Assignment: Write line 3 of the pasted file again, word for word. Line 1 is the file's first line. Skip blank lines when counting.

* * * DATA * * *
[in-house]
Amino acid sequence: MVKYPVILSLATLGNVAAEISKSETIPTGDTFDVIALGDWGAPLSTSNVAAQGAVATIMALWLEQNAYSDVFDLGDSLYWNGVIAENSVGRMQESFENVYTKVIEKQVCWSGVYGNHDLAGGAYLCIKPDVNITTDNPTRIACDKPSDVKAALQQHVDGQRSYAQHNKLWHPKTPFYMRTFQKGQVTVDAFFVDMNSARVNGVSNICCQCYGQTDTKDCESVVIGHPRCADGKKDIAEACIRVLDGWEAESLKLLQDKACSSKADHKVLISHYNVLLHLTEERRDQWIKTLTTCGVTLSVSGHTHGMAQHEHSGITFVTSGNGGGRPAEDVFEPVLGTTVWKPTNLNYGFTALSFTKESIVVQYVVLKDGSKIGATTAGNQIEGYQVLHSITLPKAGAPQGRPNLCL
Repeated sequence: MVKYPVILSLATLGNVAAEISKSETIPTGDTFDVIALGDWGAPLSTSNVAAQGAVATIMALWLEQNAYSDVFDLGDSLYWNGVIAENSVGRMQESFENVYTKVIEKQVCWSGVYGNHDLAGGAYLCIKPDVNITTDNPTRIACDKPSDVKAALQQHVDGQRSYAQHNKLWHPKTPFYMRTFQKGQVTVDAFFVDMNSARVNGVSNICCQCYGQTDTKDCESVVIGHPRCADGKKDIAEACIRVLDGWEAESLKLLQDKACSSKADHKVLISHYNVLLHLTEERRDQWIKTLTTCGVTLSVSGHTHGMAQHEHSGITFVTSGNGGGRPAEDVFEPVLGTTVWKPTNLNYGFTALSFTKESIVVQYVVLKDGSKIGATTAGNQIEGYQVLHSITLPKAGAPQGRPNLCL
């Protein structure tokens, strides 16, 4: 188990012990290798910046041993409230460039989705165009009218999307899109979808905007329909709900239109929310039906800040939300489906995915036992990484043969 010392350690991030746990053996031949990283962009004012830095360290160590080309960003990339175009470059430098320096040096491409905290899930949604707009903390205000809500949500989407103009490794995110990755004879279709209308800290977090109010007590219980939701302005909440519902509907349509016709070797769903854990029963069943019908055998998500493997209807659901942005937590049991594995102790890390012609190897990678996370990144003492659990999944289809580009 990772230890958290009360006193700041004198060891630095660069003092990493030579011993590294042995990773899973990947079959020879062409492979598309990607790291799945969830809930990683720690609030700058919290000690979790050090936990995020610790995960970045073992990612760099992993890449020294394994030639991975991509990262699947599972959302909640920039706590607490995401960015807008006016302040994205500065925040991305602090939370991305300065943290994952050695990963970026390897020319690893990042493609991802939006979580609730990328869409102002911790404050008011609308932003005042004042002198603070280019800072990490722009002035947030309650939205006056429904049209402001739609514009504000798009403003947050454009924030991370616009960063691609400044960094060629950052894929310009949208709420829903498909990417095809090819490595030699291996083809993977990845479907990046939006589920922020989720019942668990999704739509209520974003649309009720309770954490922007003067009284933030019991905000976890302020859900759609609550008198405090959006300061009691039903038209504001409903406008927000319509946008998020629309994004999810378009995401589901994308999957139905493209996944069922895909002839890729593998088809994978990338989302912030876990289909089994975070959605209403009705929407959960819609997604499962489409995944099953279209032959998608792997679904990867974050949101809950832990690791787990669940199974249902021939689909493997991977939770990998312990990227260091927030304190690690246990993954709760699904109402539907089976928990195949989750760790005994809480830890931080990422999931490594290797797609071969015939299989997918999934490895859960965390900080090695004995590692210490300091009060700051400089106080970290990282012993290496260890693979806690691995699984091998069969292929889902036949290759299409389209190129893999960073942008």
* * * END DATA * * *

Repeated sequence: MVKYPVILSLATLGNVAAEISKSETIPTGDTFDVIALGDWGAPLSTSNVAAQGAVATIMALWLEQNAYSDVFDLGDSLYWNGVIAENSVGRMQESFENVYTKVIEKQVCWSGVYGNHDLAGGAYLCIKPDVNITTDNPTRIACDKPSDVKAALQQHVDGQRSYAQHNKLWHPKTPFYMRTFQKGQVTVDAFFVDMNSARVNGVSNICCQCYGQTDTKDCESVVIGHPRCADGKKDIAEACIRVLDGWEAESLKLLQDKACSSKADHKVLISHYNVLLHLTEERRDQWIKTLTTCGVTLSVSGHTHGMAQHEHSGITFVTSGNGGGRPAEDVFEPVLGTTVWKPTNLNYGFTALSFTKESIVVQYVVLKDGSKIGATTAGNQIEGYQVLHSITLPKAGAPQGRPNLCL